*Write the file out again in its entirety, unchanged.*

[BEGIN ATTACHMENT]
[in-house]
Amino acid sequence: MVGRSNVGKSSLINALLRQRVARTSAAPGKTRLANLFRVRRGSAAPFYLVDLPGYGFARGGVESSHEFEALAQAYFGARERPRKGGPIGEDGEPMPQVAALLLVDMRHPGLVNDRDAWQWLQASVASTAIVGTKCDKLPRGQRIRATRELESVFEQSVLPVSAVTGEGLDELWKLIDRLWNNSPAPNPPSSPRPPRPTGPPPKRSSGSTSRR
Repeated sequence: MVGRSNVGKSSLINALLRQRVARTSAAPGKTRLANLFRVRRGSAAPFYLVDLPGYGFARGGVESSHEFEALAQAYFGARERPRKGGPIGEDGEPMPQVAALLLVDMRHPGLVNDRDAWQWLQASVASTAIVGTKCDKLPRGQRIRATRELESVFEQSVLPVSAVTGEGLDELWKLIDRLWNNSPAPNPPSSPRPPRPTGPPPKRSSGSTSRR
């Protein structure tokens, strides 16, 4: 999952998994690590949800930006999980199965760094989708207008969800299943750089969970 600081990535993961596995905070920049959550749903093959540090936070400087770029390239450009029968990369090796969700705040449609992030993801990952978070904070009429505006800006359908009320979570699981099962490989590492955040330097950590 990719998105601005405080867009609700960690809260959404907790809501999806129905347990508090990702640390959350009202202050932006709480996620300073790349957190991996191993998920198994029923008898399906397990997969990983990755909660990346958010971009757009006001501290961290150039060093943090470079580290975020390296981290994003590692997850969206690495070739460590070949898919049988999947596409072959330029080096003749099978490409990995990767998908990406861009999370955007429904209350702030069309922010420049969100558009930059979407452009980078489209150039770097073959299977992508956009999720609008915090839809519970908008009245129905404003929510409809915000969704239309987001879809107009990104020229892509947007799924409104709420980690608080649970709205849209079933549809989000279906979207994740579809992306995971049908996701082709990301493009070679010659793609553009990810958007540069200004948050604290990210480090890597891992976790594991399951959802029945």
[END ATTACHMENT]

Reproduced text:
[in-house]
Amino acid sequence: MVGRSNVGKSSLINALLRQRVARTSAAPGKTRLANLFRVRRGSAAPFYLVDLPGYGFARGGVESSHEFEALAQAYFGARERPRKGGPIGEDGEPMPQVAALLLVDMRHPGLVNDRDAWQWLQASVASTAIVGTKCDKLPRGQRIRATRELESVFEQSVLPVSAVTGEGLDELWKLIDRLWNNSPAPNPPSSPRPPRPTGPPPKRSSGSTSRR
Repeated sequence: MVGRSNVGKSSLINALLRQRVARTSAAPGKTRLANLFRVRRGSAAPFYLVDLPGYGFARGGVESSHEFEALAQAYFGARERPRKGGPIGEDGEPMPQVAALLLVDMRHPGLVNDRDAWQWLQASVASTAIVGTKCDKLPRGQRIRATRELESVFEQSVLPVSAVTGEGLDELWKLIDRLWNNSPAPNPPSSPRPPRPTGPPPKRSSGSTSRR
């Protein structure tokens, strides 16, 4: 999952998994690590949800930006999980199965760094989708207008969800299943750089969970 600081990535993961596995905070920049959550749903093959540090936070400087770029390239450009029968990369090796969700705040449609992030993801990952978070904070009429505006800006359908009320979570699981099962490989590492955040330097950590 990719998105601005405080867009609700960690809260959404907790809501999806129905347990508090990702640390959350009202202050932006709480996620300073790349957190991996191993998920198994029923008898399906397990997969990983990755909660990346958010971009757009006001501290961290150039060093943090470079580290975020390296981290994003590692997850969206690495070739460590070949898919049988999947596409072959330029080096003749099978490409990995990767998908990406861009999370955007429904209350702030069309922010420049969100558009930059979407452009980078489209150039770097073959299977992508956009999720609008915090839809519970908008009245129905404003929510409809915000969704239309987001879809107009990104020229892509947007799924409104709420980690608080649970709205849209079933549809989000279906979207994740579809992306995971049908996701082709990301493009070679010659793609553009990810958007540069200004948050604290990210480090890597891992976790594991399951959802029945």